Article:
Futures trading has come under fire from various quarters in recent times for pushing up prices of essential commodities. The criticism may or may not be justified— the debate is still on—but commodity futures exchanges have already drawn up a game plan to deal with the situation. They are now gearing up to launch electronic spot exchanges. Their contention is that it will lead to better price discovery.NCDEX, the second-largest commodity exchange in the country, was the first to commence spot trading when it launched its 100 per cent subsidiary called NCDEX Spot Exchange in December 2007. This exchange, though, only permits trading in sugar and steel. The Multi Commodity Exchange (MCX), the largest among the three commodity futures exchanges, has also launched its spot trading arm called the National Spot Exchange (NSEL) and will start trading in a number of agricultural and non-agricultural commodities by the end of August.
The latest to join the bandwagon is the Ahmedabad-based National Multi Commodity Exchange, which plans to set up a spot exchange for agricultural products, called the National Agriculture Produce Marketing Company of India (National APMC), along with Reliance Money in Gujarat and Rajasthan.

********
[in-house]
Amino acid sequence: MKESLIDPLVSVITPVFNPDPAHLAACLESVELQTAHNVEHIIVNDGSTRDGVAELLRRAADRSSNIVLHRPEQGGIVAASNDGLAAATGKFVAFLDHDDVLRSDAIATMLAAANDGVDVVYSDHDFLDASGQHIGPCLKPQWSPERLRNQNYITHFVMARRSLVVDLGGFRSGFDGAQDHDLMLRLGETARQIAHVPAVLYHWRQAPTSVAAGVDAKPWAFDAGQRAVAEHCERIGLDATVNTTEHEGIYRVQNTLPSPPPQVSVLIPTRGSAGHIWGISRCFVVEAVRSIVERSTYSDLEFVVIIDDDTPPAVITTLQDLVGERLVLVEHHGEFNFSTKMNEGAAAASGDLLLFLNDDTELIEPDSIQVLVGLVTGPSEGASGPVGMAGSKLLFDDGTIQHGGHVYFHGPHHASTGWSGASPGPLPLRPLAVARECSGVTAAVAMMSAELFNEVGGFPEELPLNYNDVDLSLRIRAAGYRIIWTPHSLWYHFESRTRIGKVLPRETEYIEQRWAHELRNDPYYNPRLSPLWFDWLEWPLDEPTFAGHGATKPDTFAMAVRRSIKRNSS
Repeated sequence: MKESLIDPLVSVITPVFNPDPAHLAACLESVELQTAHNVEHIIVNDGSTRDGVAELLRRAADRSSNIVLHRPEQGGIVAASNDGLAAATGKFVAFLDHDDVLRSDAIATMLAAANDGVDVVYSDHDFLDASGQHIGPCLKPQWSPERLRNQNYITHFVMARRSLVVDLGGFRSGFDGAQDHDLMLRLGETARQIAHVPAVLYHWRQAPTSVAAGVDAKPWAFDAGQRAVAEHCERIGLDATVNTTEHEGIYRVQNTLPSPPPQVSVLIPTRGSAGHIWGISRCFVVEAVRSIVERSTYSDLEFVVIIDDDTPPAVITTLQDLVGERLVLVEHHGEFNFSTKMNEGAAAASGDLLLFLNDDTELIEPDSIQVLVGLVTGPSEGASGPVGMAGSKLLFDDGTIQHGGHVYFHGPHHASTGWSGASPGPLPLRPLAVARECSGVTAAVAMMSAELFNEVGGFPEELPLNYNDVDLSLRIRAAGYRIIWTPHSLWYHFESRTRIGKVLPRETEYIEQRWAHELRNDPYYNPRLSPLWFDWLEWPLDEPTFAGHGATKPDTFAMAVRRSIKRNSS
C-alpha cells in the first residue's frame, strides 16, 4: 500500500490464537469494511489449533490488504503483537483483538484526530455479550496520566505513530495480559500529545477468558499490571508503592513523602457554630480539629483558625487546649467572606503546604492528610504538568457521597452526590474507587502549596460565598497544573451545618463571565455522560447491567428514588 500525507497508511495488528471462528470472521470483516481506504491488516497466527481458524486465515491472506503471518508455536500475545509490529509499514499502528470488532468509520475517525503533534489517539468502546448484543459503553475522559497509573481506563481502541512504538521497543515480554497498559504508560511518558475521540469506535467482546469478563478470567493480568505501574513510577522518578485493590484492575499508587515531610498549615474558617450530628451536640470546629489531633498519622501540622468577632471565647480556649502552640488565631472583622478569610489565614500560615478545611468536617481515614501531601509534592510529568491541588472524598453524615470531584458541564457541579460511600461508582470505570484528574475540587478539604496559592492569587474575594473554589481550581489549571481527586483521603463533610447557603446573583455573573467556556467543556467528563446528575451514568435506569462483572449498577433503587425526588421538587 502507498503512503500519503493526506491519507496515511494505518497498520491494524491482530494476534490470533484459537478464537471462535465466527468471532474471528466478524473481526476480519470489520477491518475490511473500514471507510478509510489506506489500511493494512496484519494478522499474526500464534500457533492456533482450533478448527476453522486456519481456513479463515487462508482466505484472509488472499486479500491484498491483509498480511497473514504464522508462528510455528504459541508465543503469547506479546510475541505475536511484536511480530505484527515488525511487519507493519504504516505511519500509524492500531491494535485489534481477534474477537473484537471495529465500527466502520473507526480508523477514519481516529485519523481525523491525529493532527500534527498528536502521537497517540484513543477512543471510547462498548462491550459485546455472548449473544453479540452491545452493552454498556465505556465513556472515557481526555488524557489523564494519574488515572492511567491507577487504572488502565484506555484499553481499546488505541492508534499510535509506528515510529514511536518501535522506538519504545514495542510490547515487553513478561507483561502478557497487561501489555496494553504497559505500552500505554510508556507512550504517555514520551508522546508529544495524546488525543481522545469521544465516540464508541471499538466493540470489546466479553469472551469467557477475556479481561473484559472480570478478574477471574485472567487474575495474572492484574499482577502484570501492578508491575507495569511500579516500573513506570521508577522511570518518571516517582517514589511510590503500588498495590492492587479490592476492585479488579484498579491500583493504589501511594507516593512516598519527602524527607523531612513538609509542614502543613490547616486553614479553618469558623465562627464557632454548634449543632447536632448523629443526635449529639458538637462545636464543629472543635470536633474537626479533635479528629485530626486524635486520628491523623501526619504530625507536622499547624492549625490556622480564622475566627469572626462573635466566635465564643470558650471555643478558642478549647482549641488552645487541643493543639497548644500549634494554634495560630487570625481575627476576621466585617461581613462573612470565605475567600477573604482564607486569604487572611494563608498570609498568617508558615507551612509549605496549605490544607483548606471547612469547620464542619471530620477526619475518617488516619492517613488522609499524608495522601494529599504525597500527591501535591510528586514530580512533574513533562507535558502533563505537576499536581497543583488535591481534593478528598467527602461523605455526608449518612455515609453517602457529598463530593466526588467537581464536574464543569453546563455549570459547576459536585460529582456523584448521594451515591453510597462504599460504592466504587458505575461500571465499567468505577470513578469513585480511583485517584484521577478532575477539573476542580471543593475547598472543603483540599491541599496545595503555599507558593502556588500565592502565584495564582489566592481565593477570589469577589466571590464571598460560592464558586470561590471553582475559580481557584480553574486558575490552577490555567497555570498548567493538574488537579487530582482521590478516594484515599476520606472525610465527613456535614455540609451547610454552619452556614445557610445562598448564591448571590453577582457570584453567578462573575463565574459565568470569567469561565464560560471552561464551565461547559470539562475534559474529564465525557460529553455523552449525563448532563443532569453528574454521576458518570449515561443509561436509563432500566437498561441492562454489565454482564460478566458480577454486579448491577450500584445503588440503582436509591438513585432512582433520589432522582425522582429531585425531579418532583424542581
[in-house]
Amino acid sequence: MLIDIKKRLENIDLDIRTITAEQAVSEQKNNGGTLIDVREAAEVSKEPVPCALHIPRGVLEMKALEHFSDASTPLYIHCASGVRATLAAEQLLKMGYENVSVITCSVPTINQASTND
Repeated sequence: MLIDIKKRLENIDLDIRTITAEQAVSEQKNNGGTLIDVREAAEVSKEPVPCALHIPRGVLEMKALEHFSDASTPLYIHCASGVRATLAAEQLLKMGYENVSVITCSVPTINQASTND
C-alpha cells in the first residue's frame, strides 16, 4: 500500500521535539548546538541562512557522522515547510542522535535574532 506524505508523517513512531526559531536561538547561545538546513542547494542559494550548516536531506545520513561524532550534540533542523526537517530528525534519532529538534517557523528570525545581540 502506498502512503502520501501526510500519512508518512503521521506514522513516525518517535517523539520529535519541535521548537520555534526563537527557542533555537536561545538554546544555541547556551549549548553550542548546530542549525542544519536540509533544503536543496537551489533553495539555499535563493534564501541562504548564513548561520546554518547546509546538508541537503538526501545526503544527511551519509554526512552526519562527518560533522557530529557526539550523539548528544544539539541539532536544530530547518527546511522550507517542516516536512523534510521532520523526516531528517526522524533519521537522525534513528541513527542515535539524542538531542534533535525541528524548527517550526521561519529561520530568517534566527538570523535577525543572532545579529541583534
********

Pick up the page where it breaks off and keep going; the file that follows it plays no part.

The commodity exchanges argue that an efficient spot market is imperative for a healthy and vibrant futures market. Indeed, unlike the stock markets, where the stock derivative prices are determined by the spot market price, this isn’t the case with commodities prices. The commodity pricing mechanism is still very unstructured and region-specific. Says Sudip Bandhyopadhay, CEO, Reliance Money: “The entire market can work efficiently if commodity spot prices are integrated fully with the futures market.”
In India, despite the absence of a uniform spot pricing mechanism for commodities, the futures market is huge. According to Forward Markets Commission data, the commodity exchanges recorded trading volumes of Rs 16.54 lakh crore during the April-July period. But analysts say the government may have jumped the gun by giving the go-ahead to futures trading without a structured spot market in place.
“The government first introduced commodities futures without addressing the problems of the spot market, which is highly fragmented,” points out G. Chandrashekhar, Associate Editor, Business Line (and an advisor to government on policy related issues) A spot commodities market, then, can revolutionise trading, particularly in farm commodities. It will allow farmers to deal directly with purchasers, without having to go to a mandi. The exchanges promise to reduce the intermediaries between the farmer and the end-consumer, and help farmers find the best prices. But teething problems remain. Many states still have to amend the Agriculture Produce Marketing Committee (APMC) Act to give recognition to spot exchanges. Another obstacle is the unfamiliarity of farmers with the advantages of the new trading system. Clearly, a lot of spadework still needs to be done to ensure that the venture is a success.